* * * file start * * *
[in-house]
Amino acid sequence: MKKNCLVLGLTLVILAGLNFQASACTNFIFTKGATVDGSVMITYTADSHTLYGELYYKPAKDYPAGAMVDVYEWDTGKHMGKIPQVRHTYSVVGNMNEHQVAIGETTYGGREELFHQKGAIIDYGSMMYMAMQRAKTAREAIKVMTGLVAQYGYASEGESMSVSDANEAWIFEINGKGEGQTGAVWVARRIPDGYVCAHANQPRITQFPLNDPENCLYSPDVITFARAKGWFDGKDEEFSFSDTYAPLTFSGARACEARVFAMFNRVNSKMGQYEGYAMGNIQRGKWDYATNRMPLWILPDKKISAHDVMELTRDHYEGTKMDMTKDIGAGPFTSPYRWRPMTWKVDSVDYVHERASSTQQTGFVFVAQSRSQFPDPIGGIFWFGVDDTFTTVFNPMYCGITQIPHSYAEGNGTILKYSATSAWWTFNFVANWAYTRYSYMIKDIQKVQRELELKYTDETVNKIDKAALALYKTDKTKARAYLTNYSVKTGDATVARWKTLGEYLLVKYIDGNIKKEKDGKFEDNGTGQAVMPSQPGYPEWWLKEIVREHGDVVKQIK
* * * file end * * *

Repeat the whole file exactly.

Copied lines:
[in-house]
Amino acid sequence: MKKNCLVLGLTLVILAGLNFQASACTNFIFTKGATVDGSVMITYTADSHTLYGELYYKPAKDYPAGAMVDVYEWDTGKHMGKIPQVRHTYSVVGNMNEHQVAIGETTYGGREELFHQKGAIIDYGSMMYMAMQRAKTAREAIKVMTGLVAQYGYASEGESMSVSDANEAWIFEINGKGEGQTGAVWVARRIPDGYVCAHANQPRITQFPLNDPENCLYSPDVITFARAKGWFDGKDEEFSFSDTYAPLTFSGARACEARVFAMFNRVNSKMGQYEGYAMGNIQRGKWDYATNRMPLWILPDKKISAHDVMELTRDHYEGTKMDMTKDIGAGPFTSPYRWRPMTWKVDSVDYVHERASSTQQTGFVFVAQSRSQFPDPIGGIFWFGVDDTFTTVFNPMYCGITQIPHSYAEGNGTILKYSATSAWWTFNFVANWAYTRYSYMIKDIQKVQRELELKYTDETVNKIDKAALALYKTDKTKARAYLTNYSVKTGDATVARWKTLGEYLLVKYIDGNIKKEKDGKFEDNGTGQAVMPSQPGYPEWWLKEIVREHGDVVKQIK